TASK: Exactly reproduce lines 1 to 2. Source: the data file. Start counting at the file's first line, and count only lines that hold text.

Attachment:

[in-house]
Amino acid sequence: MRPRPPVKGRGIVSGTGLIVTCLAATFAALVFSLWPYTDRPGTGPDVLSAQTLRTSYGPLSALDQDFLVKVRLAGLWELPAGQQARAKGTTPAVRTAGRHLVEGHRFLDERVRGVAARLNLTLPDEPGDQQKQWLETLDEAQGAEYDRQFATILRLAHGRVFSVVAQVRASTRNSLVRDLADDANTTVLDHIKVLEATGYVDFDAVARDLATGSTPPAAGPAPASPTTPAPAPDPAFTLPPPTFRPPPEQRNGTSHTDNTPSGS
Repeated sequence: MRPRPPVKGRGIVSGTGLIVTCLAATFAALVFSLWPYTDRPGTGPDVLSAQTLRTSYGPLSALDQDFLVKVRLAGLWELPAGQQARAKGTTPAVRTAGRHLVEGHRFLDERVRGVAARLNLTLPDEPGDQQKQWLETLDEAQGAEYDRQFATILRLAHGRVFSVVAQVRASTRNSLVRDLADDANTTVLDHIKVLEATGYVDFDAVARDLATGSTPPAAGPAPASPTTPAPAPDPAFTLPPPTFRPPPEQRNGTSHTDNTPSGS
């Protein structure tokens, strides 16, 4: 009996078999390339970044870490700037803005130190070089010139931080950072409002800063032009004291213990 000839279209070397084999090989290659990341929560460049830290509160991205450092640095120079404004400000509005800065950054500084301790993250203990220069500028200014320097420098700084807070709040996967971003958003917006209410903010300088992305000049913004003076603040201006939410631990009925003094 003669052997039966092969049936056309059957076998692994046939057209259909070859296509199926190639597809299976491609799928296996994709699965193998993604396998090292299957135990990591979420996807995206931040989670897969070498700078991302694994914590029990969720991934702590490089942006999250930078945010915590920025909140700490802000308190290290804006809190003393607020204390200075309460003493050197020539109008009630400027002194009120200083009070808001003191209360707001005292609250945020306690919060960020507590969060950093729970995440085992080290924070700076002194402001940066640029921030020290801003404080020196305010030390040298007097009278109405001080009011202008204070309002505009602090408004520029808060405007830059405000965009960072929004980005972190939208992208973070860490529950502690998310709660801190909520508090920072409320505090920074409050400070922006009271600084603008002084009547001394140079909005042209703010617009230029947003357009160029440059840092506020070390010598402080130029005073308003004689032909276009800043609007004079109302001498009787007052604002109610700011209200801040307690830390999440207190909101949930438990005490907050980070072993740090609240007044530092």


[in-house]
Amino acid sequence: MRPRPPVKGRGIVSGTGLIVTCLAATFAALVFSLWPYTDRPGTGPDVLSAQTLRTSYGPLSALDQDFLVKVRLAGLWELPAGQQARAKGTTPAVRTAGRHLVEGHRFLDERVRGVAARLNLTLPDEPGDQQKQWLETLDEAQGAEYDRQFATILRLAHGRVFSVVAQVRASTRNSLVRDLADDANTTVLDHIKVLEATGYVDFDAVARDLATGSTPPAAGPAPASPTTPAPAPDPAFTLPPPTFRPPPEQRNGTSHTDNTPSGS